The relocation proposed by the custodial parent may not occur unless 1) every other individual with custody rights to the child consents to the relocation, or 2) the court approves of the relocation.
If a non-relocating party does not consent to a proposed relocation, that party may file an objection with the court and request a temporary or permanent order to prevent the relocation. As stated in the notice requirements set forth above, the objection must be filed within 30 days of the party’s receipt of the notice of proposed relocation and must comply with a form set out in the statute.
The non-relocating party may also state any objections he or she may have to a modification of the custody order. If such an objection or objections are filed, a hearing will be held and the court will rule on whether to allow the proposed relocation and resultant modification of custody.
When a non-relocating parent files an objection to a proposed relocation, a hearing will be held to give each parent the opportunity to present evidence in favor of his or her position. In determining whether to grant or deny a particular proposed relocation, the court must consider all of the following factors and must give weighted, or extra, consideration to any factors that affect a child’s safety:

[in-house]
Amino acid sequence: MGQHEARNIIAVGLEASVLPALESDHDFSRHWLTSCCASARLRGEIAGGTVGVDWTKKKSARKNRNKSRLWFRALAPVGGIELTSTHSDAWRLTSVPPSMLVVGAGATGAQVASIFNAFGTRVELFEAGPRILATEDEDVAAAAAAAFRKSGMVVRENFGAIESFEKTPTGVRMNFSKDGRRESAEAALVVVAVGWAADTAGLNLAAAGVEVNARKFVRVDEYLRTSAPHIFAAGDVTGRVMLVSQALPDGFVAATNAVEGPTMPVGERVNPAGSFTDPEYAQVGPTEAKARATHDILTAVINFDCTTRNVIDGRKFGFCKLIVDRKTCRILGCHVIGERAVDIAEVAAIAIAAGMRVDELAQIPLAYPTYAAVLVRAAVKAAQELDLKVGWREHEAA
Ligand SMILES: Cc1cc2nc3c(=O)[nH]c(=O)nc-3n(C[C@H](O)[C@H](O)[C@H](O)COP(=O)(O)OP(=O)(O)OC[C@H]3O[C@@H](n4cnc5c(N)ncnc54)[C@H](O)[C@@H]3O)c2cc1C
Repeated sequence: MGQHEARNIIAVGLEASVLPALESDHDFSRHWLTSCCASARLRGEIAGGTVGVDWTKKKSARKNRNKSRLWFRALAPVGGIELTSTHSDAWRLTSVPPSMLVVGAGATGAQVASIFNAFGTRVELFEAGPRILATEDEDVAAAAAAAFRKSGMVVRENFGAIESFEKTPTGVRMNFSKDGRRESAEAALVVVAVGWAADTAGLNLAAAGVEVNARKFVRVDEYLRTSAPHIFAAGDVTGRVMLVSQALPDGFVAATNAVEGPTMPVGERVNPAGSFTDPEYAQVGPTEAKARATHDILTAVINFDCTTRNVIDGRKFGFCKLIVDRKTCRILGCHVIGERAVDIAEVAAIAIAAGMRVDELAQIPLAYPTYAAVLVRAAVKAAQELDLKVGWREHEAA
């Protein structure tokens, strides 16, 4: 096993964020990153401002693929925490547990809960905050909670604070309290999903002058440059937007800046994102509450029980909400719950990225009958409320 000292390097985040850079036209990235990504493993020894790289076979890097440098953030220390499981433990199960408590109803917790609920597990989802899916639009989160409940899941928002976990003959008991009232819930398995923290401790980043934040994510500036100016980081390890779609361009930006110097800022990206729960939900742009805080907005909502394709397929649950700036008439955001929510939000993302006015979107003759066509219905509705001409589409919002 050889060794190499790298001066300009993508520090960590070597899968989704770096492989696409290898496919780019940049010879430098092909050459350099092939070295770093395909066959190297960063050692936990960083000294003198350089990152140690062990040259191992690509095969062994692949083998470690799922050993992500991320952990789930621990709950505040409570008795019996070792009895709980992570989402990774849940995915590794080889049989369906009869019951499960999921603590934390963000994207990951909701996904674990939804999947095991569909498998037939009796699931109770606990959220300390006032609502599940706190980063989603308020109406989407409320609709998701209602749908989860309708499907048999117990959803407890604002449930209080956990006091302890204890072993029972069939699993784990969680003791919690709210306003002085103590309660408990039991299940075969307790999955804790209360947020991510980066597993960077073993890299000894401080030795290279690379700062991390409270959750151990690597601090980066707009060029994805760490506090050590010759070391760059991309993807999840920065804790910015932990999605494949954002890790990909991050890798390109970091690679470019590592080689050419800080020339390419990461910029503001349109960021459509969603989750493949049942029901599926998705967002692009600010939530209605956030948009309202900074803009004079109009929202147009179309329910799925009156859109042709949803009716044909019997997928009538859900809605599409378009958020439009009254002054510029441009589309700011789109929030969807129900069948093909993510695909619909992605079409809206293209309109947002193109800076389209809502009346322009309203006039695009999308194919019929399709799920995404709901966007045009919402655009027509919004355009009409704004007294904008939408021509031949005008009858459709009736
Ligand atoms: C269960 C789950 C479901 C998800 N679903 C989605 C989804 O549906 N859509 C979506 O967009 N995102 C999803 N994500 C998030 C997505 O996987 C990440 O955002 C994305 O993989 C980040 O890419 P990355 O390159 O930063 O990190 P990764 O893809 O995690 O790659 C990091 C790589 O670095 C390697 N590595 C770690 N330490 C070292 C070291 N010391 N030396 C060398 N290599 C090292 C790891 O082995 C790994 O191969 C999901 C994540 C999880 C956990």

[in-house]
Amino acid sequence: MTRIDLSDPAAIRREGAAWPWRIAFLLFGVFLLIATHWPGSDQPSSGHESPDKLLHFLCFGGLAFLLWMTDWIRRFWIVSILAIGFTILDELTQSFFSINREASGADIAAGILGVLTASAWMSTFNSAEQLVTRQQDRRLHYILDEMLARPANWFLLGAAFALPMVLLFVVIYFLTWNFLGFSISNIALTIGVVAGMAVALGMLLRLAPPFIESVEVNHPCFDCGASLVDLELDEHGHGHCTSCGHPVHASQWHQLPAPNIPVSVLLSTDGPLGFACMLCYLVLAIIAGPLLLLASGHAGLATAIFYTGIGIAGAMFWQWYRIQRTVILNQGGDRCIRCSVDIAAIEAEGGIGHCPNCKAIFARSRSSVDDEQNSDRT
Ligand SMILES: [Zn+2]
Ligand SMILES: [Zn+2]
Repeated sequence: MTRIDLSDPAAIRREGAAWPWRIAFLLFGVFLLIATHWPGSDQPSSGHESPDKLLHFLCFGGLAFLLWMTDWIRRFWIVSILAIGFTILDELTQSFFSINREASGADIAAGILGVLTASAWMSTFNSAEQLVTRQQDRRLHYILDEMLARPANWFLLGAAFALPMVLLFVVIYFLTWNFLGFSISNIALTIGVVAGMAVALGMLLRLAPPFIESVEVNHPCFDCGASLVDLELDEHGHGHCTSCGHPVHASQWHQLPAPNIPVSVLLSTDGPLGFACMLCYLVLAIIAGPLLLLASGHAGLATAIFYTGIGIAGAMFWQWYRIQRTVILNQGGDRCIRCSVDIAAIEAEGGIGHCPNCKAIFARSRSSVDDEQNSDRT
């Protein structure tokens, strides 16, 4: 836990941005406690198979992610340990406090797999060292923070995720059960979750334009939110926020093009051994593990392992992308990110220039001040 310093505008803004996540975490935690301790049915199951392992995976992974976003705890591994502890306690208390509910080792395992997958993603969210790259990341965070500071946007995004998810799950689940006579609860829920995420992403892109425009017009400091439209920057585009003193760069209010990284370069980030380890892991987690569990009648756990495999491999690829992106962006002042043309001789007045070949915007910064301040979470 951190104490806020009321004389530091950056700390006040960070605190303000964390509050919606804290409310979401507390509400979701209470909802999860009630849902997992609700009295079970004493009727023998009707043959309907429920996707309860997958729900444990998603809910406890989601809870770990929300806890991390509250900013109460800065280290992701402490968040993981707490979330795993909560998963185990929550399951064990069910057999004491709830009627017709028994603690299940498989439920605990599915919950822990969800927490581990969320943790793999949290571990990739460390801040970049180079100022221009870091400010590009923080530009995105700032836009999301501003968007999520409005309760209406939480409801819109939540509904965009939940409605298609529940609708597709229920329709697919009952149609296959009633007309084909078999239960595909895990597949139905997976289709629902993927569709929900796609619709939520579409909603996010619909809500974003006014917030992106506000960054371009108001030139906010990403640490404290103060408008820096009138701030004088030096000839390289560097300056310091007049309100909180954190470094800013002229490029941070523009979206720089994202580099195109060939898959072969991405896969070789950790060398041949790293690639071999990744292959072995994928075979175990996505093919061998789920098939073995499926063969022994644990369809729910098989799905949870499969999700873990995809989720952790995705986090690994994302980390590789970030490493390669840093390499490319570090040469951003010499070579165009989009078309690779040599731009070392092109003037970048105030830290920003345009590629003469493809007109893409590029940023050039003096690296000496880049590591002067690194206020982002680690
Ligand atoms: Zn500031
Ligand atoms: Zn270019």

If the non-relocating parent does not file an objection, the parent proposing the relocation must still seek confirmation of the relocation from the court. The relocating parent must do so by filing an affidavit stating that all notice requirements were complied with and that the time to file an objection has passed without any objection having been filed.
Child custody matters are among the issues of most importance to divorcing couples. When one parent proposes to move away with a minor child, the matter complicates any final custody arrangement even further. A move made without expert advice can be ill-conceived and have unforeseen results.
In a New York court case, a mother, who had recently graduated from law school, wished to move four and a half hours away from her ex-husband’s current residence in order to obtain suitable employment. At the time of the proposed relocation, the parents had joint custody of their minor child.
The mother testified at hearing that she had been unable to find a position in her current location. The father testified, however, that the mother had made no attempt to find employment in her current location.
The court found that the mother’s proposed relocation was, in fact, an attempt on her part to interfere with and frustrate the father’s visitation rights with regard to the child. As a result, the court not only denied the mother’s request to relocate with the child, but awarded full custody to the father.
As demonstrated by the untoward results of this particular case, obtaining the assistance of an attorney prior to as well as during any attempt to relocate is the wisest and safest course of action for any parent of minor children.
* For purposes of this article, individuals with custody rights to a child will generally be referred to as parents. For a more in-depth discussion of individuals who may petition for and obtain custody of a child, see Child Custody in Pennsylvania: Your FAQs Are Answered.